Hip problems can cause back pain

When to wait, when to transfer?

Patients with functional disorders of the musculoskeletal system often go to the family doctor in the first instance and receive initial treatment from them. This article provides an overview of two symptoms that general practitioners are confronted with on a regular basis: pain in the lumbar spine and hip pain. Important examination techniques are summarized and indicators are presented which should lead to a referral to a specialist.

Pain and dysfunction of the musculoskeletal system are common, increase with age and are usually harmless. The context in which these complaints occur provides important information as to whether it is more of a harmless or a more serious clinical picture. Pain after unfamiliar physical activity without adequate trauma can usually be interpreted as an overload reaction and is harmless. Very painful and pressure-sensitive tendon attachments, so-called trigger points, are often found in the stressed body region. The surrounding musculature can show pronounced induration (muscle tension) with considerable tenderness. Generalized pain in the musculoskeletal system can also be of parainfectious or rheumatic origin. In the following, the procedure for pain in the lumbar spine and hip pain is explained as an example.

Lumbar spine

Back pain is the most common type of pain in women and men of all ages [1]. In Germany they cause direct costs of 8.4 billion euros per year [2], 4% of the total workforce in Germany is lost due to inability to work due to back pain [3]. Low back pain is the fourth most common cause of a doctor's visit [4] and the most common reason for inability to work and early retirement [5].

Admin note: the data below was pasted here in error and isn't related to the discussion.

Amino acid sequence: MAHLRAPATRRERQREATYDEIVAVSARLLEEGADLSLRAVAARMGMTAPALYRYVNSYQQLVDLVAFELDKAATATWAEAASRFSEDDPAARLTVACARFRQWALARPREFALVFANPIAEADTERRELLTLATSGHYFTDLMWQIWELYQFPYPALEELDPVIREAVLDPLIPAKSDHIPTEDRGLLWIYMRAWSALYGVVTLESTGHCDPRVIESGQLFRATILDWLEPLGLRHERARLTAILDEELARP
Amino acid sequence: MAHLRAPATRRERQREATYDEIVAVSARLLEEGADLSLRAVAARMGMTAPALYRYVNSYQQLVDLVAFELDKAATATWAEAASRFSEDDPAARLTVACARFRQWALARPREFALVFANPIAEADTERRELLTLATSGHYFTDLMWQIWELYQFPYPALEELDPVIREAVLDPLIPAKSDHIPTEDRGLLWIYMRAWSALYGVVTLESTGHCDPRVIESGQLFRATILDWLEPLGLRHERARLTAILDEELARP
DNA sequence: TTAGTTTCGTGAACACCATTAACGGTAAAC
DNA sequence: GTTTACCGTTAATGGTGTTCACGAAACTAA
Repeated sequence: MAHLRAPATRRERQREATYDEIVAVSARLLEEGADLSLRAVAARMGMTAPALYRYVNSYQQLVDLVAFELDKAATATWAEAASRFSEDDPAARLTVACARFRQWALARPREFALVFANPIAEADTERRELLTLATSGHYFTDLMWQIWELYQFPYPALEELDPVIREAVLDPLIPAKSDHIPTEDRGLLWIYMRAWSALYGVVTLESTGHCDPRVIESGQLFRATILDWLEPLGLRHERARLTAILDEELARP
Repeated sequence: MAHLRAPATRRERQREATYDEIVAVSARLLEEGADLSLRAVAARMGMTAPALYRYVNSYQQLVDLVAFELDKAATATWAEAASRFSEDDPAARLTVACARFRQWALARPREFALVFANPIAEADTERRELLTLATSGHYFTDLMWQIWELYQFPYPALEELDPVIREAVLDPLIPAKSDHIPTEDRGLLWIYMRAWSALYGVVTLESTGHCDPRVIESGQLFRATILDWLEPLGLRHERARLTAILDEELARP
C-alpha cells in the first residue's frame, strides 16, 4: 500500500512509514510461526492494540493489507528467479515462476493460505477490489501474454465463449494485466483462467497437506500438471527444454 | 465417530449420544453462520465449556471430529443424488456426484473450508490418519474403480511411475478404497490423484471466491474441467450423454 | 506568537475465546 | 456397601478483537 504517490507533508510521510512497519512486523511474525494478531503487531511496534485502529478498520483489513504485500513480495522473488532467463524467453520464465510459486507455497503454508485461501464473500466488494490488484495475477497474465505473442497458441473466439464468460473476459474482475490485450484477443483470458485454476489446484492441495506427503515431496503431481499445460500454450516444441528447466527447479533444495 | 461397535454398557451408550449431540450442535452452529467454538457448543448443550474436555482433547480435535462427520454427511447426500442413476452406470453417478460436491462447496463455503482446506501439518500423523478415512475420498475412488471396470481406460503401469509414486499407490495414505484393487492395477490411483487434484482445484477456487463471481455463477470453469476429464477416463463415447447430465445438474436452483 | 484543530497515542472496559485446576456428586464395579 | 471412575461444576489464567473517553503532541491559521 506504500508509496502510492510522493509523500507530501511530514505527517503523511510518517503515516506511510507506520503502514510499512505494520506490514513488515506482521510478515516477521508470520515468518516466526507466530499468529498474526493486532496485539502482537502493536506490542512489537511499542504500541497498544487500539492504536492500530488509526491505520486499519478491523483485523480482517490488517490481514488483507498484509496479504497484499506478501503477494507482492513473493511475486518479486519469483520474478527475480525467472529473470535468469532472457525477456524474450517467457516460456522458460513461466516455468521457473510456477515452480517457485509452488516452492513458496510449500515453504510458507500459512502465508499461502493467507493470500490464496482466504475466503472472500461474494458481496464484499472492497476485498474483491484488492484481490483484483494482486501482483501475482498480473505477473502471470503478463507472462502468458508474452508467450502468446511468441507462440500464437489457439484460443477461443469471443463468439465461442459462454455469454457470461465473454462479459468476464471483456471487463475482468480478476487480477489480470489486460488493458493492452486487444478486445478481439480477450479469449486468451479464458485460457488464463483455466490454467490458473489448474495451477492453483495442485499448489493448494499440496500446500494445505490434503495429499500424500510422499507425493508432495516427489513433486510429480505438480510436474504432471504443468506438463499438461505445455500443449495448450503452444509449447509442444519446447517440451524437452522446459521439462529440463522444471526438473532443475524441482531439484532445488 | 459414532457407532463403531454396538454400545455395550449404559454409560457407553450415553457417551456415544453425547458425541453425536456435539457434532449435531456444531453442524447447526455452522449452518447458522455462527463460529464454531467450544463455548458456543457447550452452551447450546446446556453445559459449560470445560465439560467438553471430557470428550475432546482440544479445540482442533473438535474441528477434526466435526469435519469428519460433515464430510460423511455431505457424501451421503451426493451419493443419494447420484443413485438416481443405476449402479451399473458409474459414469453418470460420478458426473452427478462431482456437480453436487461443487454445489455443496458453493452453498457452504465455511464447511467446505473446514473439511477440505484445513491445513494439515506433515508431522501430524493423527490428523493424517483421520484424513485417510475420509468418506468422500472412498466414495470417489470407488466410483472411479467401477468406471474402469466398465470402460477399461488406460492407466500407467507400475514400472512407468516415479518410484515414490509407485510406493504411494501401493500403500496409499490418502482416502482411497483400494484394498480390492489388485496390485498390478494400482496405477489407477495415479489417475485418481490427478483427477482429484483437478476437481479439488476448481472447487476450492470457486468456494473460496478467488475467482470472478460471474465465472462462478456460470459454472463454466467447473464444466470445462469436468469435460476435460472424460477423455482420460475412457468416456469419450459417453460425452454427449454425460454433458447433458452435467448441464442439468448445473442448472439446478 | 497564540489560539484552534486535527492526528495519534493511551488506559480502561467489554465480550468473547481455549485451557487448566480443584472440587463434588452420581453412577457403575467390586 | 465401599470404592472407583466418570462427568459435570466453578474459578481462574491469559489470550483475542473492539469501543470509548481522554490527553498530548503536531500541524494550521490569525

Specific or Non-Specific Low Back Pain?

The distinction between the generally harmless non-specific low back pain and the specific low back pain is central to any general practitioner therapy. The rarer specific low back pain has a defined anatomical / neurophysiological cause. In this case, the targeted and early specialist diagnosis and treatment must be initiated promptly [6].

To identify the urgency of a specialist outpatient or even emergency inpatient treatment, a so-called “diagnostic triage” based on warning signals (“red flags”) should be carried out. These are pre-existing conditions and symptoms that indicate a specific cause that needs urgent treatment. The areas of fracture, tumor and infection must be clarified based on anamnestic. An orienting neurological examination can rule out the presence of nerve damage (Table 1).

Non-specific low back pain is pain that is triggered without identifiable anatomical and neurophysiological causes. They are usually harmless and make up the largest proportion of patients with low back pain.